Congo, Democratic Republic of the Peoples of the Southern Uplands: Kasai-Shaba
Sources: The Library of Congress Country Studies; CIA World Factbook
Zebra, common in the savanna regions of central and southern Zaire
A square-shaped thatched roof hut, typical of the Kasai-Oriental Region, provides shelter against the heavy rains.
Extending across much of the southern savanna east of the middle reaches of the Kasai River are the Tshiluba- and Kilubaspeaking peoples. (Kiluba is the language of the Luba-Katanga as distinct from Tshiluba, the language spoken by the Luba-Kasai.) Vansina distinguishes three clusters: the Luba-Katanga--comprising the Luba-Katanga proper, the Kaniok, the Kalundwe, and the Lomotwa; the Luba-Kasai--comprising the Luba-Kasai proper, the Lulua, the Luntu, the Binji, the Mputu, and the North Kete; and the Songye-- comprising the Songye proper and the Bangu-Bangu. losely related to the Luba-Katanga and living to their east are the Hemba, separately distinguished chiefly because, unlike the others, they are matrilineal.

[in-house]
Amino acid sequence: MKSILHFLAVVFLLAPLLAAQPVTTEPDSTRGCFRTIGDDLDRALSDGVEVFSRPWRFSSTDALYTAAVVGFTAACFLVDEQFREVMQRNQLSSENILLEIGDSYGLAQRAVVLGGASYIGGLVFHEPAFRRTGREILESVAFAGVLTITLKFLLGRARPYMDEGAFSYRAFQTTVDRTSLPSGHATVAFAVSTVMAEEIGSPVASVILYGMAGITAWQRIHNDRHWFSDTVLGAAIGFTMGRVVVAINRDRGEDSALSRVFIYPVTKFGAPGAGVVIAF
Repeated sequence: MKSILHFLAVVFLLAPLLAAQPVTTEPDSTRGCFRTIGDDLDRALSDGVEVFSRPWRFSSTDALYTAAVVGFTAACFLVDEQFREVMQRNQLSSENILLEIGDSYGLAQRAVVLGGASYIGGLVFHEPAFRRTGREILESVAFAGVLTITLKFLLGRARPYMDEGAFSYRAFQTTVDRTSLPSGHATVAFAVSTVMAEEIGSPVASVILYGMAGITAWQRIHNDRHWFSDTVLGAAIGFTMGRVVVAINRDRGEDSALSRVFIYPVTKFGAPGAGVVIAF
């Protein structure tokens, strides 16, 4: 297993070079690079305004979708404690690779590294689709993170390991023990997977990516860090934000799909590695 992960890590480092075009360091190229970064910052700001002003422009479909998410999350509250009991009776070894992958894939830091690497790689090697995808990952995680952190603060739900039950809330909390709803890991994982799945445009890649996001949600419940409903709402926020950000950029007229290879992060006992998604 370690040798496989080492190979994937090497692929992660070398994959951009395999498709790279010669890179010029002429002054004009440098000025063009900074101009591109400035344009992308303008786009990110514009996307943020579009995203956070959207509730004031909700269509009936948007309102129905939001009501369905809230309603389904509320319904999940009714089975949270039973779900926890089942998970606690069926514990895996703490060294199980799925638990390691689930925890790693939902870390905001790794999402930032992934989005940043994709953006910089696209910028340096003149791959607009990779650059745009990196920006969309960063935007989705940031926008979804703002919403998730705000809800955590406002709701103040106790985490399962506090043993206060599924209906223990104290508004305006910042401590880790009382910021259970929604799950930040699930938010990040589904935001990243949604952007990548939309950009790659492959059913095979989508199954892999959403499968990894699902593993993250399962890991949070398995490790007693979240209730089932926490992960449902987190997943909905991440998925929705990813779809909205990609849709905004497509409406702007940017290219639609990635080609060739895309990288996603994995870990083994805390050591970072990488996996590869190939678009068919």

All of these peoples appear to have shared a tradition of chieftainship, but it was among the Luba-Katanga that more complex centralized states emerged as early as the fifteenth and sixteenth centuries. Elsewhere, the people and territory over which a chief ruled were much more restricted, and even among the Luba-Katanga local chiefs had a substantial degree of autonomy.
Data as of December 1993
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